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- SEC Names Valerie Szczepanik Senior Advisor for Digital Assets and Innovation
- SEC Modernizes Delivery of Fund Reports, Seeks Public Feedback on Improving Fund Disclosure
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- Former JPMorgan Broker Files racial discrimination suit against company
- $3.3Mn Winning Bid for Lunch with Warren Buffett
- Julie Erhardt is SEC's New Acting Chief Risk Officer
- Chyhe Becker is SEC's New Acting Chief Economist, Acting Director of Economic and Risk Analysis Division
- Getting a Handle on Virtual Currencies - FINRA
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NEWSLETTERS & ALERTS
Merrill’s Slip of the Tongue Costs it $42 Million
by Howard Haykin
Merrill Lynch, Pierce, Fenner & Smith agreed to pay a $42 million fine and admit wrongdoing to settle SEC charges that it misled customers about how it handled their orders.
SEC FINDINGS. Over a 5-year period – from 2008 to 2013 - Merrill Lynch falsely informed customers that it had executed millions of orders internally when it actually had routed them for execution at other broker-dealers and execution venues. Merrill Lynch called this practice “masking.”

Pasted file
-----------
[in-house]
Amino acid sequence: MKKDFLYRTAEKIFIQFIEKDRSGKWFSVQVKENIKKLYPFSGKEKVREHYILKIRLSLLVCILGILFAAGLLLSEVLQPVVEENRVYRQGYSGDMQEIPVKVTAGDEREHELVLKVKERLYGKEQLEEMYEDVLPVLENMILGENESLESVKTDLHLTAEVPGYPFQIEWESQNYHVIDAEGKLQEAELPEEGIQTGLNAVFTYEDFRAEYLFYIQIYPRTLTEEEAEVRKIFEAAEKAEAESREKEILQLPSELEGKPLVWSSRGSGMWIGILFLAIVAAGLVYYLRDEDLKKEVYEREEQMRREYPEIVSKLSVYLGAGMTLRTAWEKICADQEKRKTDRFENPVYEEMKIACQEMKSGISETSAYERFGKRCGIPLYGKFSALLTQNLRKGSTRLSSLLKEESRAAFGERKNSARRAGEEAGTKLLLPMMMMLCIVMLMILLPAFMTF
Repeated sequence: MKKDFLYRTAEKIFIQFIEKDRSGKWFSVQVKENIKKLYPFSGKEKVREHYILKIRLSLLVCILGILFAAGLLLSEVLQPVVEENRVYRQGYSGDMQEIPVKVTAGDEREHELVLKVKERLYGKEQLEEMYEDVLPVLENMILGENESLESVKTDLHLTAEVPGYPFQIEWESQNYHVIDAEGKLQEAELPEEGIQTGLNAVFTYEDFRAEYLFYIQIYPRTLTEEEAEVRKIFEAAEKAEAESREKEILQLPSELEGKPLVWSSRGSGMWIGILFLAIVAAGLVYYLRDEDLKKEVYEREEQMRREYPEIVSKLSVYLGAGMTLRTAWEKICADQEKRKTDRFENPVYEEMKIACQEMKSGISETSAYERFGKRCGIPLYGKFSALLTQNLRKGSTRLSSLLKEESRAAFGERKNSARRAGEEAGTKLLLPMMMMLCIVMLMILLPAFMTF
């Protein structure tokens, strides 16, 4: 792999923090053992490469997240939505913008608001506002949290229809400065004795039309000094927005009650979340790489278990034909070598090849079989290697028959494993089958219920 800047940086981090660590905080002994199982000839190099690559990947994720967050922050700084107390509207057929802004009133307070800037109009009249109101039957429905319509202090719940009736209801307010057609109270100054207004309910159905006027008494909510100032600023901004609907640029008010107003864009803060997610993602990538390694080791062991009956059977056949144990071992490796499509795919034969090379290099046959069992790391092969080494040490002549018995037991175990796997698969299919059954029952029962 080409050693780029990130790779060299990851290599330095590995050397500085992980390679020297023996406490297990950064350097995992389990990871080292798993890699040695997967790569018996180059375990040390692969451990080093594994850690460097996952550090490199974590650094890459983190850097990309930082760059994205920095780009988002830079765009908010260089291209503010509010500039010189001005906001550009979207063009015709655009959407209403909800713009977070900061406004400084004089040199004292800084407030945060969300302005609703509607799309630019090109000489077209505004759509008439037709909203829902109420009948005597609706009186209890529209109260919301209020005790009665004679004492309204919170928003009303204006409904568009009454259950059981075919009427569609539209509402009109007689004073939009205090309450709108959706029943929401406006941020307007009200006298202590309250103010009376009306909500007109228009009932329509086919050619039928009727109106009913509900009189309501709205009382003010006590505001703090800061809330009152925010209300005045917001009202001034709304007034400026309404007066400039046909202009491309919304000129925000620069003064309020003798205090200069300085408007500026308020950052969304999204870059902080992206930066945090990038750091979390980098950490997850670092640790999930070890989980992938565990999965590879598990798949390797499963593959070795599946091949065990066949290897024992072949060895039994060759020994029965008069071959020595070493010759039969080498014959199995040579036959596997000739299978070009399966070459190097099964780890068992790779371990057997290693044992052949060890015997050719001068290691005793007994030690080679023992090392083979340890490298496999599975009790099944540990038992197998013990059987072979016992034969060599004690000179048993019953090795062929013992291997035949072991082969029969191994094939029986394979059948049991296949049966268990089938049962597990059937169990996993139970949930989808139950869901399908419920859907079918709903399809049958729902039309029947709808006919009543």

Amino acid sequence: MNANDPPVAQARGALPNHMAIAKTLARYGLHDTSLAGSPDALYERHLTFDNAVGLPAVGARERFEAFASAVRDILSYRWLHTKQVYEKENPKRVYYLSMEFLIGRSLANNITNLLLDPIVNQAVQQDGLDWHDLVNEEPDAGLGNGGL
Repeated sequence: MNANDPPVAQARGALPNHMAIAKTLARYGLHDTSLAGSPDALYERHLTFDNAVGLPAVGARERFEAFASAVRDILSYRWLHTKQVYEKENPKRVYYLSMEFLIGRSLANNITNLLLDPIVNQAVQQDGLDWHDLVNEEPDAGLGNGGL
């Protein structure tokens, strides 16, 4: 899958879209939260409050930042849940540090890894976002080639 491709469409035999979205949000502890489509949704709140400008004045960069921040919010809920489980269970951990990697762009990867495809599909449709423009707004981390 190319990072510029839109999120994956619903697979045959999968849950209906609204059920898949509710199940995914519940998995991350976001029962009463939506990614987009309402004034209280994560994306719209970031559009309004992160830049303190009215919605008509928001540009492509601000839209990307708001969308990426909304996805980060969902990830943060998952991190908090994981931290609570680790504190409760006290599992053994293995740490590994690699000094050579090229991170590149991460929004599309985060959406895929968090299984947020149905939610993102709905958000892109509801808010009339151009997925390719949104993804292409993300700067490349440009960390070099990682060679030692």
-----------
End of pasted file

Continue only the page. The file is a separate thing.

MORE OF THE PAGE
Merrill Lynch would receive equity orders from its “Direct Strategy Access,” or “DSA,” customers - typically financial institutions such as asset managers, mutual fund investment advisers, and public pension funds. Merrill typically would slice them into smaller “child orders" that it routed to various trading centers – including exchanges, Alternative Trading Systems (ATSs) and External Liquidity Provider, or “ELPs.”
To mask the external execution venue, Merrill Lynch programmed a system that provided automated messages to customers regarding each trade to report, falsely, that the execution venue was Merrill Lynch and not an ELP. Merrill Lynch similarly misreported ELP executions in reports provided to customers and in billing invoices. Further, when responding to customer questionnaires and in other communications, Merrill Lynch specifically omitted ELPs from lists of venues to which customer orders were routed.
By masking the broker-dealers who had executed customers’ orders, Merrill Lynch made itself appear to be a more active trading center and reduced access fees it typically paid to exchanges.
By the time it stopped masking in May 2013, Merrill Lynch had falsely reported over 15 million child orders, comprising more than five billion shares.
[For further details, click on SEC Order.]